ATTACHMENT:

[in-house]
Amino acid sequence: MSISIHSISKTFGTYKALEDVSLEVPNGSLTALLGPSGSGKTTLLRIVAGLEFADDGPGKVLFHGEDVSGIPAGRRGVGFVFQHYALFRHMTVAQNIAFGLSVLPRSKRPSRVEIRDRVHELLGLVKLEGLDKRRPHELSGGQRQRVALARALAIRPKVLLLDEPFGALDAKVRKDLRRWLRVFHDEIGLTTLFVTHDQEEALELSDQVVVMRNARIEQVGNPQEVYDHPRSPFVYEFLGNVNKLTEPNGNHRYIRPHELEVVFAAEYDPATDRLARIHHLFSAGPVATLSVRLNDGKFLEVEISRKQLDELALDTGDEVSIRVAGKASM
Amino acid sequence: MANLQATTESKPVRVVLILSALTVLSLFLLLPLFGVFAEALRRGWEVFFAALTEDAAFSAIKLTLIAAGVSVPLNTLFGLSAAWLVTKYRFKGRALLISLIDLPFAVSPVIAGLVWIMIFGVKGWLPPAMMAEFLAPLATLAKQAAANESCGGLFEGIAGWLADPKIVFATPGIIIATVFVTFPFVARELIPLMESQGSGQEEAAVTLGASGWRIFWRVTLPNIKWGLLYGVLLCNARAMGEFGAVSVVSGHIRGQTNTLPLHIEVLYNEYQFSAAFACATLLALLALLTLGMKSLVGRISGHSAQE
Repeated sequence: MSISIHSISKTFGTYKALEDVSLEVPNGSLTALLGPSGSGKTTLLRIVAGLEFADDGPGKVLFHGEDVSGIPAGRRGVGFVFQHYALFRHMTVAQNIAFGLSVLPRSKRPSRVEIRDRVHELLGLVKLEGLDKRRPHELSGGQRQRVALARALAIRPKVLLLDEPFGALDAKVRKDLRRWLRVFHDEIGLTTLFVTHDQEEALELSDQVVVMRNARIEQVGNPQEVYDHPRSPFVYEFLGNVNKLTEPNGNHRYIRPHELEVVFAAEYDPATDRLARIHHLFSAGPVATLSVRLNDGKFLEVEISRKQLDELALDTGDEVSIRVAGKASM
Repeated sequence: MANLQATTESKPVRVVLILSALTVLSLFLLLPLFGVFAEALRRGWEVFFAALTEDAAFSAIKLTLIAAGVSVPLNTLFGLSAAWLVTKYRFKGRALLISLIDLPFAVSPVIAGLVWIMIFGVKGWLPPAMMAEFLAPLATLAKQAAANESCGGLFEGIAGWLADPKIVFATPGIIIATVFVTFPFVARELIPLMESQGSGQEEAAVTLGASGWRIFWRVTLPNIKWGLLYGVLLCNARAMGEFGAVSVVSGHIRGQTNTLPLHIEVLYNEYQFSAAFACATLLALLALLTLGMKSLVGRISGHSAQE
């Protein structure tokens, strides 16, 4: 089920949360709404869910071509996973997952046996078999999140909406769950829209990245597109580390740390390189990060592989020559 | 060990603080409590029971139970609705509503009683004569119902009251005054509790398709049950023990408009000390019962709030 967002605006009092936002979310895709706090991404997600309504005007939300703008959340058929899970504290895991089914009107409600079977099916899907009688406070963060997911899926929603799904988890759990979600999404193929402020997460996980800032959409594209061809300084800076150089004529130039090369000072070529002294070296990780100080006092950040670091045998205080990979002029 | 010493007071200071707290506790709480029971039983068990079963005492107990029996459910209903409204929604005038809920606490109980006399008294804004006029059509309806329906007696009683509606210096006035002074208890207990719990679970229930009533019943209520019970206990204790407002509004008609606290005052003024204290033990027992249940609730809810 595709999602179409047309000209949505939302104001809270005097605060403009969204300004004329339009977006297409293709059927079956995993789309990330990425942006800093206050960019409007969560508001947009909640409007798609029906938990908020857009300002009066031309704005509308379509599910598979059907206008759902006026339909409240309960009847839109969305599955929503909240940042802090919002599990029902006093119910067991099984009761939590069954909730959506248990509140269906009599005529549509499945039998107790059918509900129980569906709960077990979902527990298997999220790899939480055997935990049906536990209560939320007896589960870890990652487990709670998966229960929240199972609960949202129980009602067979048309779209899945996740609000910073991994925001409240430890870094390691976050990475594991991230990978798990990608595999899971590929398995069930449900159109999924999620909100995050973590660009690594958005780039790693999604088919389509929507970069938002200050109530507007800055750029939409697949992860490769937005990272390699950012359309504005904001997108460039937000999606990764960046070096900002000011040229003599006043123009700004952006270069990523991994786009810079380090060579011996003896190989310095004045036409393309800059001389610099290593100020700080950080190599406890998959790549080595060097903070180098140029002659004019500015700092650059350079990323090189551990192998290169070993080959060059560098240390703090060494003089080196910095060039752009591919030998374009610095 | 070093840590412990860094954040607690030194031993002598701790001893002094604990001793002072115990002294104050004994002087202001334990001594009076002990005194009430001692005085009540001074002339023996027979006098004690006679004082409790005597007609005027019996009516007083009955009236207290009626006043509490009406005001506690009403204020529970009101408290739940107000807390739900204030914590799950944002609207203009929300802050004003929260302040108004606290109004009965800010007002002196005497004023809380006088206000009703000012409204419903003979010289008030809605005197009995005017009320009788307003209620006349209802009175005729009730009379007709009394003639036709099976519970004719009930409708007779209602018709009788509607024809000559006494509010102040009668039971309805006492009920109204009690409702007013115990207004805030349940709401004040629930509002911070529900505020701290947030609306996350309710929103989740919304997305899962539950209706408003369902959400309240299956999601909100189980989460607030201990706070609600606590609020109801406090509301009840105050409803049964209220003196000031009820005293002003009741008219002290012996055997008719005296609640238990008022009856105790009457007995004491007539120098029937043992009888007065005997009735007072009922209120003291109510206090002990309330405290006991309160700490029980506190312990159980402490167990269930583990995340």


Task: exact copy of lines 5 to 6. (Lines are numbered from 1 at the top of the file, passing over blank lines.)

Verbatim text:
Repeated sequence: MANLQATTESKPVRVVLILSALTVLSLFLLLPLFGVFAEALRRGWEVFFAALTEDAAFSAIKLTLIAAGVSVPLNTLFGLSAAWLVTKYRFKGRALLISLIDLPFAVSPVIAGLVWIMIFGVKGWLPPAMMAEFLAPLATLAKQAAANESCGGLFEGIAGWLADPKIVFATPGIIIATVFVTFPFVARELIPLMESQGSGQEEAAVTLGASGWRIFWRVTLPNIKWGLLYGVLLCNARAMGEFGAVSVVSGHIRGQTNTLPLHIEVLYNEYQFSAAFACATLLALLALLTLGMKSLVGRISGHSAQE
């Protein structure tokens, strides 16, 4: 089920949360709404869910071509996973997952046996078999999140909406769950829209990245597109580390740390390189990060592989020559 | 060990603080409590029971139970609705509503009683004569119902009251005054509790398709049950023990408009000390019962709030 967002605006009092936002979310895709706090991404997600309504005007939300703008959340058929899970504290895991089914009107409600079977099916899907009688406070963060997911899926929603799904988890759990979600999404193929402020997460996980800032959409594209061809300084800076150089004529130039090369000072070529002294070296990780100080006092950040670091045998205080990979002029 | 010493007071200071707290506790709480029971039983068990079963005492107990029996459910209903409204929604005038809920606490109980006399008294804004006029059509309806329906007696009683509606210096006035002074208890207990719990679970229930009533019943209520019970206990204790407002509004008609606290005052003024204290033990027992249940609730809810 595709999602179409047309000209949505939302104001809270005097605060403009969204300004004329339009977006297409293709059927079956995993789309990330990425942006800093206050960019409007969560508001947009909640409007798609029906938990908020857009300002009066031309704005509308379509599910598979059907206008759902006026339909409240309960009847839109969305599955929503909240940042802090919002599990029902006093119910067991099984009761939590069954909730959506248990509140269906009599005529549509499945039998107790059918509900129980569906709960077990979902527990298997999220790899939480055997935990049906536990209560939320007896589960870890990652487990709670998966229960929240199972609960949202129980009602067979048309779209899945996740609000910073991994925001409240430890870094390691976050990475594991991230990978798990990608595999899971590929398995069930449900159109999924999620909100995050973590660009690594958005780039790693999604088919389509929507970069938002200050109530507007800055750029939409697949992860490769937005990272390699950012359309504005904001997108460039937000999606990764960046070096900002000011040229003599006043123009700004952006270069990523991994786009810079380090060579011996003896190989310095004045036409393309800059001389610099290593100020700080950080190599406890998959790549080595060097903070180098140029002659004019500015700092650059350079990323090189551990192998290169070993080959060059560098240390703090060494003089080196910095060039752009591919030998374009610095 | 070093840590412990860094954040607690030194031993002598701790001893002094604990001793002072115990002294104050004994002087202001334990001594009076002990005194009430001692005085009540001074002339023996027979006098004690006679004082409790005597007609005027019996009516007083009955009236207290009626006043509490009406005001506690009403204020529970009101408290739940107000807390739900204030914590799950944002609207203009929300802050004003929260302040108004606290109004009965800010007002002196005497004023809380006088206000009703000012409204419903003979010289008030809605005197009995005017009320009788307003209620006349209802009175005729009730009379007709009394003639036709099976519970004719009930409708007779209602018709009788509607024809000559006494509010102040009668039971309805006492009920109204009690409702007013115990207004805030349940709401004040629930509002911070529900505020701290947030609306996350309710929103989740919304997305899962539950209706408003369902959400309240299956999601909100189980989460607030201990706070609600606590609020109801406090509301009840105050409803049964209220003196000031009820005293002003009741008219002290012996055997008719005296609640238990008022009856105790009457007995004491007539120098029937043992009888007065005997009735007072009922209120003291109510206090002990309330405290006991309160700490029980506190312990159980402490167990269930583990995340």